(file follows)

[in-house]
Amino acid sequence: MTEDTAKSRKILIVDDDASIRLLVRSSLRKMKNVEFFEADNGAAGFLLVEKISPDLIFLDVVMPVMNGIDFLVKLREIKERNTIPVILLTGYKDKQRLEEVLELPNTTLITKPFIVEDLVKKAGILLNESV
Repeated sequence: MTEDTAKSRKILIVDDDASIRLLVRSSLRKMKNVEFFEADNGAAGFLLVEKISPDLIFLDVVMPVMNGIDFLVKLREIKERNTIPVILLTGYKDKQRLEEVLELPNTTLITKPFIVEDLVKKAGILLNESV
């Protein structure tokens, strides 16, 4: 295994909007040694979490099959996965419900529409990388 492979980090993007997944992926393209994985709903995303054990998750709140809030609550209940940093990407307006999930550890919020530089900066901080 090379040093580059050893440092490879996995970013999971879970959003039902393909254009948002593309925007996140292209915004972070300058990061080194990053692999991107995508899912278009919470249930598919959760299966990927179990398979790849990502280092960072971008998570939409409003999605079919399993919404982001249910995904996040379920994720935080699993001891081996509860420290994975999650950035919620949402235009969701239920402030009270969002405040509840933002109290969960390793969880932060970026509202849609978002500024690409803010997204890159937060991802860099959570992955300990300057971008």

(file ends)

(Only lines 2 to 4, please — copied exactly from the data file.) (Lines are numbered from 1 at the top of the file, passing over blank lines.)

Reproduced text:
Amino acid sequence: MTEDTAKSRKILIVDDDASIRLLVRSSLRKMKNVEFFEADNGAAGFLLVEKISPDLIFLDVVMPVMNGIDFLVKLREIKERNTIPVILLTGYKDKQRLEEVLELPNTTLITKPFIVEDLVKKAGILLNESV
Repeated sequence: MTEDTAKSRKILIVDDDASIRLLVRSSLRKMKNVEFFEADNGAAGFLLVEKISPDLIFLDVVMPVMNGIDFLVKLREIKERNTIPVILLTGYKDKQRLEEVLELPNTTLITKPFIVEDLVKKAGILLNESV
């Protein structure tokens, strides 16, 4: 295994909007040694979490099959996965419900529409990388 492979980090993007997944992926393209994985709903995303054990998750709140809030609550209940940093990407307006999930550890919020530089900066901080 090379040093580059050893440092490879996995970013999971879970959003039902393909254009948002593309925007996140292209915004972070300058990061080194990053692999991107995508899912278009919470249930598919959760299966990927179990398979790849990502280092960072971008998570939409409003999605079919399993919404982001249910995904996040379920994720935080699993001891081996509860420290994975999650950035919620949402235009969701239920402030009270969002405040509840933002109290969960390793969880932060970026509202849609978002500024690409803010997204890159937060991802860099959570992955300990300057971008």